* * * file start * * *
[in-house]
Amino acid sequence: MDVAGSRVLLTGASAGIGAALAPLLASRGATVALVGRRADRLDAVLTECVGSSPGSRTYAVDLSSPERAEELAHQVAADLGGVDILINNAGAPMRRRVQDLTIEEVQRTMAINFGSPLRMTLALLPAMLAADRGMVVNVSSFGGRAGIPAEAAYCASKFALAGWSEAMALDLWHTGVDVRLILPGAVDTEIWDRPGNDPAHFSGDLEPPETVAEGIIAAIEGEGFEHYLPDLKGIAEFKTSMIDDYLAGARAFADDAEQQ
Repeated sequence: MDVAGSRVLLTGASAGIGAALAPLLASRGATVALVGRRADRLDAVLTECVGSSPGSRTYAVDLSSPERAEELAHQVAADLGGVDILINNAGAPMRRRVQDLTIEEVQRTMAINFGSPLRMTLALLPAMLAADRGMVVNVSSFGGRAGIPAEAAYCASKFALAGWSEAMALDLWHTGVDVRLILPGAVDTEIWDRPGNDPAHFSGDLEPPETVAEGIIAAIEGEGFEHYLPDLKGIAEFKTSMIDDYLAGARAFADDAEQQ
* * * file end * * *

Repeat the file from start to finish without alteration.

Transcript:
[in-house]
Amino acid sequence: MDVAGSRVLLTGASAGIGAALAPLLASRGATVALVGRRADRLDAVLTECVGSSPGSRTYAVDLSSPERAEELAHQVAADLGGVDILINNAGAPMRRRVQDLTIEEVQRTMAINFGSPLRMTLALLPAMLAADRGMVVNVSSFGGRAGIPAEAAYCASKFALAGWSEAMALDLWHTGVDVRLILPGAVDTEIWDRPGNDPAHFSGDLEPPETVAEGIIAAIEGEGFEHYLPDLKGIAEFKTSMIDDYLAGARAFADDAEQQ
Repeated sequence: MDVAGSRVLLTGASAGIGAALAPLLASRGATVALVGRRADRLDAVLTECVGSSPGSRTYAVDLSSPERAEELAHQVAADLGGVDILINNAGAPMRRRVQDLTIEEVQRTMAINFGSPLRMTLALLPAMLAADRGMVVNVSSFGGRAGIPAEAAYCASKFALAGWSEAMALDLWHTGVDVRLILPGAVDTEIWDRPGNDPAHFSGDLEPPETVAEGIIAAIEGEGFEHYLPDLKGIAEFKTSMIDDYLAGARAFADDAEQQ